The CIS report demonstrated that all six states have had an increase in general government net burden in the three years up until June 2013 (the cut-off of their most recent study).
Using findings from the Australian Bureau of Statistics, Government Finance Statistics and state financial reports, the CIS calculated the following stats:
- Queensland experienced the largest increase, with a general government net debt as a percentage of operation value of 5%, which is significantly lower than NSW’s general government net debt
- However, this was still an increase of 40% between 2010-13 for Queensland
- NSW had a net debt percentage of operation value of 20%
- Although this was an increase of less than 5% since 2010, their overall general government debt remained much higher than Queensland.
The CIS have linked this debt growth to the cash deficits and privatisation of government entities within both states. Although Queensland’s debt rose faster than NSW’s as demonstrated in the graph below, the Maroons debt level still fares better than the blues in this case. But is their rapid debt growth and simultaneous extended State of Origin winning streak just a coincidence? Who knows!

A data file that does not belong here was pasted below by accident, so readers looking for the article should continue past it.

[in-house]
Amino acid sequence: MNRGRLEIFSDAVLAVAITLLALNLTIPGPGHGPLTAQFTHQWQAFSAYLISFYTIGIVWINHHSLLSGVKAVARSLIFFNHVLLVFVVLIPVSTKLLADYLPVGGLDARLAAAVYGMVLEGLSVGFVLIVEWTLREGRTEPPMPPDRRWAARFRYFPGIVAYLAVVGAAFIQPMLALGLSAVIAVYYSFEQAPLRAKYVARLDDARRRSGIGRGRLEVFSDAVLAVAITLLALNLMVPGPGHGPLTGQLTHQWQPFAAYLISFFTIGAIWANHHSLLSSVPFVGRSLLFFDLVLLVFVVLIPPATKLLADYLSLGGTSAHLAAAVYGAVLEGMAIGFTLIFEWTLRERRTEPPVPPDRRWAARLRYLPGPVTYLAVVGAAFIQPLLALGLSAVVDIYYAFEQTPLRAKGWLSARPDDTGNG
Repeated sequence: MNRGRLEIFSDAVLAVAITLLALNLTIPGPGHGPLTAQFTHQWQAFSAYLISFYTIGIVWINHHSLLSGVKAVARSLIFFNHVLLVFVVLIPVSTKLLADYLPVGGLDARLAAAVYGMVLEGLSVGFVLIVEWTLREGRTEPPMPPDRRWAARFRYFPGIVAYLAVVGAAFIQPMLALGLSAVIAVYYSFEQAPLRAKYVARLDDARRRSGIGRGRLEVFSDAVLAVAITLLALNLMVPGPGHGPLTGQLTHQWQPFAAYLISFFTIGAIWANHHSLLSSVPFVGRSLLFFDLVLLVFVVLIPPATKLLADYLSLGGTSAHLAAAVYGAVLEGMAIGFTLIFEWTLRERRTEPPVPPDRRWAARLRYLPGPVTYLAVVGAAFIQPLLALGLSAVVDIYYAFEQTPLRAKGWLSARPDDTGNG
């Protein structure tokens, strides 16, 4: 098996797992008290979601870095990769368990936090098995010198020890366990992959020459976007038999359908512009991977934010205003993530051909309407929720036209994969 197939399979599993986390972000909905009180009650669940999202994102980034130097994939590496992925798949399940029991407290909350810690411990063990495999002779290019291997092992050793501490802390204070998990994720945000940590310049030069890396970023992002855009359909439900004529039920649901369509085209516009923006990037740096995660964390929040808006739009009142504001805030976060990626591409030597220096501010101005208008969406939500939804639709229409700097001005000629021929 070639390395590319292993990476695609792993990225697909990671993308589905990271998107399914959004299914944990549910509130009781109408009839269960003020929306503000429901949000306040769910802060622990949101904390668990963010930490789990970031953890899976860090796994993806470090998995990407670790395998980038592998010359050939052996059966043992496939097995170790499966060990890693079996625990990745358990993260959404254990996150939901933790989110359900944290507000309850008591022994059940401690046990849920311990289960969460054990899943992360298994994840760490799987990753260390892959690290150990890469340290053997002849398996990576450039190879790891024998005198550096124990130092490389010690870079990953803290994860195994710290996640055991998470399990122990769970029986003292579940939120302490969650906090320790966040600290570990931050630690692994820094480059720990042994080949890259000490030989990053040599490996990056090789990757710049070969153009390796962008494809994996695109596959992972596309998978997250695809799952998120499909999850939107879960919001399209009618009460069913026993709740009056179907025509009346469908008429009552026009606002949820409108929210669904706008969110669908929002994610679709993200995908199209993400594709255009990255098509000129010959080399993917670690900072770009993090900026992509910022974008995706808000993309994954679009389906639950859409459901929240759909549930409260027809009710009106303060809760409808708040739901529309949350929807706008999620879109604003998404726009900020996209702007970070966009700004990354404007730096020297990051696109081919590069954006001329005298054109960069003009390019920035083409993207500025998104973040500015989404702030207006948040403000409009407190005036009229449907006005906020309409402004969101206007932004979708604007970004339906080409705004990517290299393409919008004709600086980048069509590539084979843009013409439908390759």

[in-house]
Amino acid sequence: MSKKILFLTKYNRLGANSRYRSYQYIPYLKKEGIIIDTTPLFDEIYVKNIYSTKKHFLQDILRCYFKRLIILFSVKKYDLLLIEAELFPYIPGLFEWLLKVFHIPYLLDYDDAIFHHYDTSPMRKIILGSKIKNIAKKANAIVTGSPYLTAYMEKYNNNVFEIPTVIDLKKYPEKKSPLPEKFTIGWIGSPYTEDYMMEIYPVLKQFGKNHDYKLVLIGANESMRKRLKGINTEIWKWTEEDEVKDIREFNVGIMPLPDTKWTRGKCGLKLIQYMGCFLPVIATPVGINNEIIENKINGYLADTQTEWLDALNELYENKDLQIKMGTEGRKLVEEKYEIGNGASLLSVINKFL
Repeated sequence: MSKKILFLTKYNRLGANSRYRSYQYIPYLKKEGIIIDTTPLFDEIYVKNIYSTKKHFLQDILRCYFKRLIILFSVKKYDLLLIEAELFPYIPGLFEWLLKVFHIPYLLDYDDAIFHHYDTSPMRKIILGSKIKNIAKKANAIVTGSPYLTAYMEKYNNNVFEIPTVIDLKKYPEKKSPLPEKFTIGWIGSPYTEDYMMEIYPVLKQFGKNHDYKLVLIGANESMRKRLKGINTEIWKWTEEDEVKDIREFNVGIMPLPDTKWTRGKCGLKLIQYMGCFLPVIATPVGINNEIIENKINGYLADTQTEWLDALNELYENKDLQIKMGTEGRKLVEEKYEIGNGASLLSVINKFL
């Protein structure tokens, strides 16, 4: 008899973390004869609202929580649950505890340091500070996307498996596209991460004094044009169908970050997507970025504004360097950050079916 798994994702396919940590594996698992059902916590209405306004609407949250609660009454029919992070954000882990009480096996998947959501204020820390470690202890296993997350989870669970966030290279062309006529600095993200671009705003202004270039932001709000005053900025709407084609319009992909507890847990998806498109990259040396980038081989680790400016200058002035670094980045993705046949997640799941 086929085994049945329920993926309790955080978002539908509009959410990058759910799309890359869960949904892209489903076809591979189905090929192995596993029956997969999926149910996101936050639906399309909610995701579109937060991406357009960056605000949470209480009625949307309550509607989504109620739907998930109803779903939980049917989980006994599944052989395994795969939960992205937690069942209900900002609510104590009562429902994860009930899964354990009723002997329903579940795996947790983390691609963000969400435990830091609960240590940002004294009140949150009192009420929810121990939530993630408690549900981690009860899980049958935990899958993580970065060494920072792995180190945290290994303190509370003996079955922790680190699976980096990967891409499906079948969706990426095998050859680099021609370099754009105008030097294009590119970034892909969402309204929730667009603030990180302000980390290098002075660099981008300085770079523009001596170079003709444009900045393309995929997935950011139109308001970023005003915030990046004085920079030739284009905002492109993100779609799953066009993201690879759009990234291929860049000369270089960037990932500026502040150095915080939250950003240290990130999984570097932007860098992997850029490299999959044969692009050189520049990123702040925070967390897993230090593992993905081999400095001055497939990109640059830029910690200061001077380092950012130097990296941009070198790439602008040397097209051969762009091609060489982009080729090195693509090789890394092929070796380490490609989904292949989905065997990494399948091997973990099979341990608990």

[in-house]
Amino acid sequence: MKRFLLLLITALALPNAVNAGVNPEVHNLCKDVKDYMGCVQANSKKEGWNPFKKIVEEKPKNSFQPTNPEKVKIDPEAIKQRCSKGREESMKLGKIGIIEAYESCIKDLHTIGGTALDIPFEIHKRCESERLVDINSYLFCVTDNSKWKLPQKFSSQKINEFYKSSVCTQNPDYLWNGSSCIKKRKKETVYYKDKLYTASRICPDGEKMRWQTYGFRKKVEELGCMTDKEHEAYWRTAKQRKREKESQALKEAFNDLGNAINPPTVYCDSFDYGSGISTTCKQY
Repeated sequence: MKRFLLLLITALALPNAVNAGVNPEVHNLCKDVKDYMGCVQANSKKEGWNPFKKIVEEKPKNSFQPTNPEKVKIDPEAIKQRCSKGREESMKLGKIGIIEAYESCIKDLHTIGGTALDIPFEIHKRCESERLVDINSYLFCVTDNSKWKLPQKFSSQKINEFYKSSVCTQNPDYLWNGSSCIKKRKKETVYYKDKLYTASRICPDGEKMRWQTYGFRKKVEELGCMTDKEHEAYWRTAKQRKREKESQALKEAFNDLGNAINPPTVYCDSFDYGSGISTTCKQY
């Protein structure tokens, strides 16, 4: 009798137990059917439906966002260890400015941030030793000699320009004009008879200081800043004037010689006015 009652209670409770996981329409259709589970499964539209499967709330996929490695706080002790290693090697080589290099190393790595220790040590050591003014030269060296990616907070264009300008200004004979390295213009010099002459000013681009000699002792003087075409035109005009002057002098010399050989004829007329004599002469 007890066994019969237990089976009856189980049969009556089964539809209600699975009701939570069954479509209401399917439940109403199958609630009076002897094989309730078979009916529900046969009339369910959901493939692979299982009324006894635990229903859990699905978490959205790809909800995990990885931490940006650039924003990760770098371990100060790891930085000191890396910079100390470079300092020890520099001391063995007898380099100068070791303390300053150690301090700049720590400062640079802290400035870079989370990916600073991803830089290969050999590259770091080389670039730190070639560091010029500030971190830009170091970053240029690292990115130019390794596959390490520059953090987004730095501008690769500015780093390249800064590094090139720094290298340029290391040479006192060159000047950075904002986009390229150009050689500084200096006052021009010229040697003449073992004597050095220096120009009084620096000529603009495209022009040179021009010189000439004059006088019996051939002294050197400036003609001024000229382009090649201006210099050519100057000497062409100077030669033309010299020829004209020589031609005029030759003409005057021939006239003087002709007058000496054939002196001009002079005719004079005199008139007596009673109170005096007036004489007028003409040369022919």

Debt decider verdict: QLD wins
Round 3: Non-financial public sector net debt
What is this?
Non-financial public sector comprises of the general government sector as well as non-financial public corporations. These include government-owned trading enterprises that sell goods and services to pay back debt.
Things aren’t looking great for Queensland or NSW in the public sector. According to statistics published by CIS:
- Queensland are coming up the highest with a net debt of approximately 65% of operating revenue – a 25% increase over the three years to June 2013.
- NSW also experienced one of Australia’s highest rates of non-financial public sector net debt, creeping behind QLD with a net debt of almost 60% of operating revenue. This is a 10% increase in debt over the three years before 2013.
- Meanwhile, the remaining states and territories were all floating around the 50% mark.